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Reinventing Golf

The New York Times recently published an article relating to the need to reinvent the game of golf http://nyti.ms/1eUAaZb. The article references the concerns of the PGA of America, changing the rules, using a soccer ball to making the hole one putts in 15 inches. A giant caveat here because I have not spoken to the author or anyone at the PGA or managements at clubs reported to be investing in these changes but you are WASTING YOUR TIME AND MONEY!

This article does offer us a worthwhile example of how so many organizations miss the putt (sorry had to) when it comes to reinvention. For the purpose of this discussion let’s assume that everything in the article is true because it has so much to teach us about how NOT to reinvent your business. This post will not suggest golf isn’t in need of a reinvention but will illustrate how they are going about it in the wrong way.

If a business or service doesn’t have reinvention on it’s to do list then it will become irrelevant and disappear. The world, the consumer, the competitive landscape is for ever changing. If you don’t change with it then you get left behind. Reinvention can (and should) include how you are positioned, the product you offer and to how you go to market. Think Cadillac five years ago versus today. What portion did businesses spend on social media five years ago versus today?

The article covers a number of stakeholders (PGA of America, Country Club owners, equipment companies) as if they all have the same business objective,  problem to solve or consumer to serve. The PGA’s consumer has to only like golf (want to go to a tournament, support a sponsor or watch TV.) A Country Club (is that a full service country club, a golf club, a public course) all need to have members or users but do they all have the same consumer?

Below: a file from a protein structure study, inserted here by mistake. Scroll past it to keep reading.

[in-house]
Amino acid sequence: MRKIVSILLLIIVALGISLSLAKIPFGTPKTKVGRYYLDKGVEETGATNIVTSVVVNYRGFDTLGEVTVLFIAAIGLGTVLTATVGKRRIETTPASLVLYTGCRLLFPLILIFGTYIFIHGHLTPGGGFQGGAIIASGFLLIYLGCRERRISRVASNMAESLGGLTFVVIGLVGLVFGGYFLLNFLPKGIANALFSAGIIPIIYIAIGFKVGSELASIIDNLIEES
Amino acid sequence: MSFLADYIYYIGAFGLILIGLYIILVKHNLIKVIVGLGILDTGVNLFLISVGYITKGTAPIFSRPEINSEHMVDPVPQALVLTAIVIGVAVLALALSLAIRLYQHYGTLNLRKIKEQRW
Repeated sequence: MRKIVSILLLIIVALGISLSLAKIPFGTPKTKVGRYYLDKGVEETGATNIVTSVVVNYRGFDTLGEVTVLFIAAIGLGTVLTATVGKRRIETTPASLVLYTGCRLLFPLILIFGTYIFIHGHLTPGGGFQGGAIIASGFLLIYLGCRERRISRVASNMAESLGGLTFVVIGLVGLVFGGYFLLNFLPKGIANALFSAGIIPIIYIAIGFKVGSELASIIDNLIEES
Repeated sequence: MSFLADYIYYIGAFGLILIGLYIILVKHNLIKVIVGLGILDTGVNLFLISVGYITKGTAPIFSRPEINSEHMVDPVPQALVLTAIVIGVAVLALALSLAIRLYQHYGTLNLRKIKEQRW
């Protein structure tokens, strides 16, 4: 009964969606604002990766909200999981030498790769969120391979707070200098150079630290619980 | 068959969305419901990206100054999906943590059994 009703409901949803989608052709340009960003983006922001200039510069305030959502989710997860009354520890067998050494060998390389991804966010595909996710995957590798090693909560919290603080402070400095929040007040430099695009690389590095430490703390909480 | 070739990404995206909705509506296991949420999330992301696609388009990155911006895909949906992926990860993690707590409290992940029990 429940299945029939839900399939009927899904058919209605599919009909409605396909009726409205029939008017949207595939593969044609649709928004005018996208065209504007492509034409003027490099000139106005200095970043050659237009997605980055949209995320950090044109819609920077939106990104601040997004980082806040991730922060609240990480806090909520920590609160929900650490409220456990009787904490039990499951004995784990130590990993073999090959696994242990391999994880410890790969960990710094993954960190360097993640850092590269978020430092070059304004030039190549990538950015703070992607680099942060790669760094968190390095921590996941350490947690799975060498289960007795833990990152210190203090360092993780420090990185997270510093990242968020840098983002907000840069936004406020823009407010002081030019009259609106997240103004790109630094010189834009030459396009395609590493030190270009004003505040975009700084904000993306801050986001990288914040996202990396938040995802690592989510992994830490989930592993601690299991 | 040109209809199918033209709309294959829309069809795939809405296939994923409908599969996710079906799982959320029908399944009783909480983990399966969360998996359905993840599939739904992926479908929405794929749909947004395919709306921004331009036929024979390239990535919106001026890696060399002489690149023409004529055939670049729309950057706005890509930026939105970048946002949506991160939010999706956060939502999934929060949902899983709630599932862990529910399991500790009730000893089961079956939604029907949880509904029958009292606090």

Consider a “prestige” Club whose members rarely use the services at the club but have a business or social need to belong. Or the Country Club with tennis, golf, swimming and summer camp for the kids. Or the Golf Club that is there for just golf and some minimal social activities. Or a public course which was built to enhance the community and is available (if you can get a tee time) for the occasional golfer or someone who can’t afford a golf club membership. So which consumer is the 15 inch wide hole going to appeal to? Any of these consumers or someone who has never played golf? Would someone who is paying tens of thousands of dollars to belong to Pebble Beach want to take clients there or would the PGA want to have a major tournament there if it had 15 inch holes?

Reinvention like so many things requires laser like focus. What is your objective for what consumer cohort? Do we want to get more business people to pay higher fees because it is a proven place to socialize and “do” business “deals”? Or do we want more average golfers to use the municipal courses so they will enhance the community and pay their own way? It is so important to understand your consumer.